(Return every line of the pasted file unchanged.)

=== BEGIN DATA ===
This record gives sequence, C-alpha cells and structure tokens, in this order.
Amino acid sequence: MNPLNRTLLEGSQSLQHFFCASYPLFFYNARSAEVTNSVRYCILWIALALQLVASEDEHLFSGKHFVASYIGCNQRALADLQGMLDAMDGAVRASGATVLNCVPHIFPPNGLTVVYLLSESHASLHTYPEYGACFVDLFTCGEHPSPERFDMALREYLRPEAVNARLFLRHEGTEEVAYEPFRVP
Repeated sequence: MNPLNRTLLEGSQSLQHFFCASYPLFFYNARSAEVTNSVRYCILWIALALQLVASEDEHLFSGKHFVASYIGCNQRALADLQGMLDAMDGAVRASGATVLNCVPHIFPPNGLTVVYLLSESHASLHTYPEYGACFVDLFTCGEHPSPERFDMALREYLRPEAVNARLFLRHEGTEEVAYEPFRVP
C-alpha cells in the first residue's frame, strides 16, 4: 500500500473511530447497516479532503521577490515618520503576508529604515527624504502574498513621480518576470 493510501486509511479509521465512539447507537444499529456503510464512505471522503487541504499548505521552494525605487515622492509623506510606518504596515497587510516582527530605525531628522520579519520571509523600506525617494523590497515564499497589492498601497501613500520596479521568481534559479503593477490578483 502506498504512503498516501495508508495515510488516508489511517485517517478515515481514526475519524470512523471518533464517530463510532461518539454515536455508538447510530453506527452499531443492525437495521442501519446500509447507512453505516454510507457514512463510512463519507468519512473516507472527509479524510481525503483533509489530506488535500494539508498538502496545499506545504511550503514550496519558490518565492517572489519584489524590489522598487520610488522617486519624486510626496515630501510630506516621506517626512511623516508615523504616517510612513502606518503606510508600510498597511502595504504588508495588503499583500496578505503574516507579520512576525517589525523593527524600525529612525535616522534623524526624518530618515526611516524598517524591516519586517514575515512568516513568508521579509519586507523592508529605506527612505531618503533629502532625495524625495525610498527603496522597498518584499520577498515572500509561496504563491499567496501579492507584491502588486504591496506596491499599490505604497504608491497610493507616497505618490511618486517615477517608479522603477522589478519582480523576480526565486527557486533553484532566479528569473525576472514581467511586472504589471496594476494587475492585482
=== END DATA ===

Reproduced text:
This record gives sequence, C-alpha cells and structure tokens, in this order.
Amino acid sequence: MNPLNRTLLEGSQSLQHFFCASYPLFFYNARSAEVTNSVRYCILWIALALQLVASEDEHLFSGKHFVASYIGCNQRALADLQGMLDAMDGAVRASGATVLNCVPHIFPPNGLTVVYLLSESHASLHTYPEYGACFVDLFTCGEHPSPERFDMALREYLRPEAVNARLFLRHEGTEEVAYEPFRVP
Repeated sequence: MNPLNRTLLEGSQSLQHFFCASYPLFFYNARSAEVTNSVRYCILWIALALQLVASEDEHLFSGKHFVASYIGCNQRALADLQGMLDAMDGAVRASGATVLNCVPHIFPPNGLTVVYLLSESHASLHTYPEYGACFVDLFTCGEHPSPERFDMALREYLRPEAVNARLFLRHEGTEEVAYEPFRVP
C-alpha cells in the first residue's frame, strides 16, 4: 500500500473511530447497516479532503521577490515618520503576508529604515527624504502574498513621480518576470 493510501486509511479509521465512539447507537444499529456503510464512505471522503487541504499548505521552494525605487515622492509623506510606518504596515497587510516582527530605525531628522520579519520571509523600506525617494523590497515564499497589492498601497501613500520596479521568481534559479503593477490578483 502506498504512503498516501495508508495515510488516508489511517485517517478515515481514526475519524470512523471518533464517530463510532461518539454515536455508538447510530453506527452499531443492525437495521442501519446500509447507512453505516454510507457514512463510512463519507468519512473516507472527509479524510481525503483533509489530506488535500494539508498538502496545499506545504511550503514550496519558490518565492517572489519584489524590489522598487520610488522617486519624486510626496515630501510630506516621506517626512511623516508615523504616517510612513502606518503606510508600510498597511502595504504588508495588503499583500496578505503574516507579520512576525517589525523593527524600525529612525535616522534623524526624518530618515526611516524598517524591516519586517514575515512568516513568508521579509519586507523592508529605506527612505531618503533629502532625495524625495525610498527603496522597498518584499520577498515572500509561496504563491499567496501579492507584491502588486504591496506596491499599490505604497504608491497610493507616497505618490511618486517615477517608479522603477522589478519582480523576480526565486527557486533553484532566479528569473525576472514581467511586472504589471496594476494587475492585482